Lastly, in all of the forest types previously described, except the lowland-depressional forest communities along the creeks, A. saccharum was either the most or second most important species (Table 1). This trend has been observed in several studies across east-central Indiana, e.g., Mounds State Park in Madison County (Rothrock et. al. 1993), Yuhas Woods in Randolph County (Baltzer et al. 2007), Lick Creek Summit Nature Preserve in Wayne County (Ruch et al. 2008), and both Bibler Nature Preserve in Jay County and Duning Woods Nature Preserve in Wayne County (Ruch unpubl, data). Additionally, if Fraxinus spp. succumb to the Emerald Ash Borer (Agrilus planipennis Fairmaire [Insecta: Family Buprestidae]), it is postulated that the number of trees, and consequently, the RIV, of A. saccharum will increase. Since one of the goals of Hayes Arboretum is to function as a managed nature preserve for the permanent habitat of the native flora of this region, it would seem prudent that the staff consider the implementation of some sort of A. saccharum management program.
We wish to thank the Indiana Academy of Science, as well as the Office of Academic Research and Sponsored Programs and the Department of Biology at Ball State University, for financial support of this research project. We also wish to express our sincere appreciation to the Board of Directors of the Stanley W. Hayes Research Foundation, Inc. and to Rodney J. Waltz, Executive Director of Hayes Arboretum, for permission to conduct the study. Lastly, we express our sincere gratitude to Ball State University students Neal Bennett, Brook Christian, Christine Craddock, Brandon Kavanaugh, Beth Lesar, Carissa Pierson, Erica Saginus, and Joshua Wilsey for their invaluable assistance in the herbarium.
Manuscript received 20 January 2008, revised 12 August 2008.
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Donald G. Ruch, Byron G. Torke and Kemuel S. Badger: Department of Biology, Ball State University, Muncie, Indiana 47306-0440 USA
Chris R. Reidy: USDA NRCS, 21168 NYS Route 232, P.O. Box 838, Watertown, New York 13601-0838 USA
Author of Correspondence: Donald G. Ruch, Phone: 765-285-8829, FAX: 765-285-8804, Email: druch@ bsu.edu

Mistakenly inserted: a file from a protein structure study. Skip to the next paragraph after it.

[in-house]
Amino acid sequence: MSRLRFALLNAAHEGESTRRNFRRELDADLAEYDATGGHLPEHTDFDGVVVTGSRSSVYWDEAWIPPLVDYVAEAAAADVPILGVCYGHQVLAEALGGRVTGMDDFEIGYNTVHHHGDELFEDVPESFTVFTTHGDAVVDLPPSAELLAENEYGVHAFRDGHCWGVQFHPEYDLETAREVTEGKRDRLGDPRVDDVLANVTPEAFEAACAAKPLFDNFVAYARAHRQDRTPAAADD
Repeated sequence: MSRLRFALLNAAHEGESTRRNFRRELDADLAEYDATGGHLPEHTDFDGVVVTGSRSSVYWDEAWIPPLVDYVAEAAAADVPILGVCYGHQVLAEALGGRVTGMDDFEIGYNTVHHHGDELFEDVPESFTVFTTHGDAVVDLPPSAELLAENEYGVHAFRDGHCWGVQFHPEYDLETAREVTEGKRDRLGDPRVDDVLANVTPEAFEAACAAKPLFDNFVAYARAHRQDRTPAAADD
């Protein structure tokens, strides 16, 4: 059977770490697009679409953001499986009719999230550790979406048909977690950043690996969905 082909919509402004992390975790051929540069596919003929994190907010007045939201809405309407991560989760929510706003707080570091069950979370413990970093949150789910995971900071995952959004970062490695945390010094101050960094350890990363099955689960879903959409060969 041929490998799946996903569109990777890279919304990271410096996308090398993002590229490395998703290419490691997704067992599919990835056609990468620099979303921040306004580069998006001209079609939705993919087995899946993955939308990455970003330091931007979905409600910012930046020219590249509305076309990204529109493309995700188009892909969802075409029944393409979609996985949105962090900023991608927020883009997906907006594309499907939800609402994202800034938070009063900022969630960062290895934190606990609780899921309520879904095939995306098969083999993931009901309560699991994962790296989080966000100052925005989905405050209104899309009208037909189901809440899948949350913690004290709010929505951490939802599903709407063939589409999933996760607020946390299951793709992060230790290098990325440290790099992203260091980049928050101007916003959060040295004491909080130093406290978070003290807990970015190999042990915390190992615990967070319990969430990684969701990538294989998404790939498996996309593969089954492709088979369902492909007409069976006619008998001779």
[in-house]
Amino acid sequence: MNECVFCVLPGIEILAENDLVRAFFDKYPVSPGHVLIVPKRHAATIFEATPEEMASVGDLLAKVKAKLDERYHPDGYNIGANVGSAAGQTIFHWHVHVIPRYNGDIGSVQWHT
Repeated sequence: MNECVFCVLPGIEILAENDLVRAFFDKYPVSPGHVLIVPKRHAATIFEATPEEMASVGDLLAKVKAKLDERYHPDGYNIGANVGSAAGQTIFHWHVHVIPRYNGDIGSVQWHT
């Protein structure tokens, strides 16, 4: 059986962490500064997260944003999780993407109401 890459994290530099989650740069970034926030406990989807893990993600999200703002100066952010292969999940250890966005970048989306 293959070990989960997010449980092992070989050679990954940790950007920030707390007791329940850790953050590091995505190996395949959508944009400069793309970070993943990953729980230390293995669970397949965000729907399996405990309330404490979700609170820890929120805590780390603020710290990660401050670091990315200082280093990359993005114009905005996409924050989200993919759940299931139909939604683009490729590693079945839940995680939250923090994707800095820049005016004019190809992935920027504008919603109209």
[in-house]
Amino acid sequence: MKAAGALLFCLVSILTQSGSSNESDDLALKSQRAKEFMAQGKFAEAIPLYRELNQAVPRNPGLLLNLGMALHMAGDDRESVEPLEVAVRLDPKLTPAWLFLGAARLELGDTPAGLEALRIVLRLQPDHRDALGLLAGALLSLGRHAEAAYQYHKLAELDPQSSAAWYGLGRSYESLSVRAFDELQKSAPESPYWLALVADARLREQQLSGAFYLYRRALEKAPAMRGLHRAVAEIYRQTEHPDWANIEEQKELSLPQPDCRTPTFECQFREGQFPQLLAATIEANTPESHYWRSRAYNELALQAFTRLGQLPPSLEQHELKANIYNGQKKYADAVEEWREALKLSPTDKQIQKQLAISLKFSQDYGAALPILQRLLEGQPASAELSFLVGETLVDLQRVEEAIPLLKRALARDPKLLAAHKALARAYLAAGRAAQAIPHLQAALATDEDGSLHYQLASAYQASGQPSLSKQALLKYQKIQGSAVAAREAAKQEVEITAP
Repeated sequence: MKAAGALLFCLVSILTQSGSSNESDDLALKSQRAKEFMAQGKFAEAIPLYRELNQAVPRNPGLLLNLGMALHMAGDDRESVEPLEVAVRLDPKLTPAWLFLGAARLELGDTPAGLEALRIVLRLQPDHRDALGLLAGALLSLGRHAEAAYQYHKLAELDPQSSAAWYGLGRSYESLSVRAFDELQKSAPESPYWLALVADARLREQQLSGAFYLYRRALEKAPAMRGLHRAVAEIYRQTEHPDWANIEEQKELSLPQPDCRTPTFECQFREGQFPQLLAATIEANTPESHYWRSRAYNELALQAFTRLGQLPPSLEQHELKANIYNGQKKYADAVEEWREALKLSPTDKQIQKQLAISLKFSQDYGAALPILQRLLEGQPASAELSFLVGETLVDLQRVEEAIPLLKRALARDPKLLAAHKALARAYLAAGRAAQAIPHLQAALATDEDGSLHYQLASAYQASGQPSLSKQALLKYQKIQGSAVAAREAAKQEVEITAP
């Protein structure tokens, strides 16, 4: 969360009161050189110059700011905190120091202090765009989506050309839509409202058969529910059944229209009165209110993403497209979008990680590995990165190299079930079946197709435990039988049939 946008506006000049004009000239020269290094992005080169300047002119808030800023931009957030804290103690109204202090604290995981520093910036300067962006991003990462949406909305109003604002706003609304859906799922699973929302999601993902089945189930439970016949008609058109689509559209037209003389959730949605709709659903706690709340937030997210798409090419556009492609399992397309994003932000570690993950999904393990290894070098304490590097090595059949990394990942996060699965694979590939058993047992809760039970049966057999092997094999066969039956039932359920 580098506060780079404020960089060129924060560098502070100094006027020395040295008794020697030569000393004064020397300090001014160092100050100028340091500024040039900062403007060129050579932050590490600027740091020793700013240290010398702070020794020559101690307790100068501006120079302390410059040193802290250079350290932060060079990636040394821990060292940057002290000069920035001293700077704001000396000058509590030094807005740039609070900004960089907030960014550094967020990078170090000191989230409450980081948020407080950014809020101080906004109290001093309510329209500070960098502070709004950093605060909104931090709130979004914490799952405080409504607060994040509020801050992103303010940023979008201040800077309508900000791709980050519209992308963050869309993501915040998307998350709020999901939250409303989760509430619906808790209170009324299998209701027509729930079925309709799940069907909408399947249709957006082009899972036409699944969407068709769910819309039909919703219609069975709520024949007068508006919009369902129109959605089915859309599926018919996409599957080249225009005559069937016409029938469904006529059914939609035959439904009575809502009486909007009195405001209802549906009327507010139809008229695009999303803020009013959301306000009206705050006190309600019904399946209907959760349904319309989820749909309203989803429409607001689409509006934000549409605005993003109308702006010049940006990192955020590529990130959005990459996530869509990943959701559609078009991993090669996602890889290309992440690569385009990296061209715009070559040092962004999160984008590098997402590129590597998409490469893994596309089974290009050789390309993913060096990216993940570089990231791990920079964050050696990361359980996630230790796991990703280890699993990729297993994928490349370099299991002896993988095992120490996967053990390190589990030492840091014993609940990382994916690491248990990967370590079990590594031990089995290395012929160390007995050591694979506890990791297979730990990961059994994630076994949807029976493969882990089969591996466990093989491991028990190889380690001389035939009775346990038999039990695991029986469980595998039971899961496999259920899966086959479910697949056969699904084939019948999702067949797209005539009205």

Table 1.--Stand table for overstory trees in the four woodland types at Hayes Arboretum. BA = basal area in [m.sup.2]/ha; Density = number of stems/ha; RIV = relative importance value = (relative basal area + relative frequency + relative density)/3. PCQ analyses were based on the following number of points (and stems) along transects: older growth forest = 20 points (80 stems); floodplain forest = 26 points (104 stems); successional lowland forest = 25 points (100 stems); and successional upland forest = 25 points (100 stems). Older growth Floodplain forest forest Species BA Density RIV BA Density RIV Acer negundo 0.0 0.0 0.0 0.9 36.5 8.7 Acer nigrum 0.0 0.0 0.0 0.0 0.0 0.0 Acer saccharum 3.4 90.4 20.4 1.1 23.2 5.1 Aesculus glabra 0.0 0.0 0.0 1.2 46.4 10.0 Carya cordiformis 2.1 23.6 8.0 0.1 3.3 0.7 Carya ovata 0.0 0.0 0.0 0.0 0.0 0.0 Celtis occidentales 0.0 0.0 0.0 0.9 23.2 5.9 Cercis canadensis 0.0 0.0 0.0 0.0 0.0 0.0 Cornus florida 0.1 3.9 1.0 0.0 0.0 0.0 Crataeagus punctata 0.0 0.0 0.0 0.1 3.3 0.7 Fagus grandifolia 12.6 66.8 25.1 0.2 3.3 1.0 Fraxinus americana 5.7 31.5 12.3 0.1 6.6 1.6 Fraxinus pensylvanica 0.0 0.0 0.0 4.3 23.2 9.4 Fraxinus quadrangulata 0.7 3.9 1.7 0.0 0.0 0.0 Juglans nigra 0.0 0.0 0.0 4.9 56.4 16.3 Liriodendron tulipifera 0.1 3.9 1.0 1.1 3.3 2.0 Maclura pomifera 0.0 0.0 0.0 0.0 0.0 0.0 Malus sylvestris 0.0 0.0 0.0 0.2 3.3 0.9 Ostrya virginiana 0.4 19.7 4.8 0.0 0.0 0.0 Platanus occidentales 0.0 0.0 0.0 2.1 6.6 3.8 Populus deltoides 0.0 0.0 0.0 8.6 16.6 13.0 Prunus serotina 6.4 43.2 16.5 1.2 16.6 4.5 Quercus alba 0.0 0.0 0.0 0.0 0.0 0.0 Quercus muhlenbergii 0.0 0.0 0.0 0.0 0.0 0.0 Quercus rubra 2.1 19.7 6.4 0.0 0.0 0.0 Robinia pseudoacacia 0.0 0.0 0.0 0.2 3.3 0.9 Salix nigra 0.0 0.0 0.0 0.1 3.3 0.8 Tilia americana 0.7 3.9 1.7 0.1 6.6 1.1 Ulmus americana 0.0 0.0 0.0 1.7 56.4 12.8 Ulmus rubra 0.1 3.9 1.1 0.1 3.3 0.8 Totals 34.4 314.4 100.0 29.2 314.7 100.0 Lowland Upland successional successional forest forest Species BA Density RIV BA Density RIV Acer negundo 0.2 14.7 3.6 0.0 0.0 0.0 Acer nigrum 0.2 2.9 1.0 0.0 0.0 0.0 Acer saccharum 6.3 82.2 23.4 4.7 ### 21.5 Aesculus glabra 2.0 26.4 7.5 0.2 4.2 1.0 Carya cordiformis 0.9 11.7 4.1 2.3 29.2 7.1 Carya ovata 0.0 0.0 0.0 0.6 12.5 3.1 Celtis occidentales 3.2 17.6 7.9 0.0 0.0 0.0 Cercis canadensis 0.1 11.7 2.8 0.1 4.2 0.9 Cornus florida 0.0 0.0 0.0 0.0 0.0 0.0 Crataeagus punctata 0.1 2.9 0.8 0.0 0.0 0.0 Fagus grandifolia 0.0 0.0 0.0 0.3 8.3 2.0 Fraxinus americana 0.8 8.8 3.2 10.6 79.1 23.1 Fraxinus pensylvanica 3.0 23.5 9.1 0.0 0.0 0.0 Fraxinus quadrangulata 0.0 0.0 0.0 0.0 0.0 0.0 Juglans nigra 2.8 20.6 8.2 0.0 0.0 0.0 Liriodendron tulipifera 2.5 5.9 4.5 1.2 12.5 3.2 Maclura pomifera 0.2 2.9 1.0 0.0 0.0 0.0 Malus sylvestris 0.8 2.9 1.7 0.0 0.0 0.0 Ostrya virginiana 0.0 0.0 0.0 0.2 8.3 1.8 Platanus occidentales 1.6 2.9 2.6 0.0 0.0 0.0 Populus deltoides 0.0 0.0 0.0 0.0 0.0 0.0 Prunus serotina 0.3 8.8 2.6 0.5 16.7 3.3 Quercus alba 0.0 0.0 0.0 2.7 29.2 8.1 Quercus muhlenbergii 0.1 2.9 0.8 4.1 29.2 9.0 Quercus rubra 1.0 2.9 2.0 2.0 20.8 5.2 Robinia pseudoacacia 0.2 2.9 1.0 0.0 0.0 0.0 Salix nigra 0.0 0.0 0.0 0.0 0.0 0.0 Tilia americana 0.2 5.9 1.8 0.5 8.3 2.1 Ulmus americana 0.3 14.7 4.2 0.5 4.2 1.3 Ulmus rubra 1.4 17.6 6.2 2.1 33.3 7.3 Totals 28.2 293.3 100.0 32.6 416.6 100.0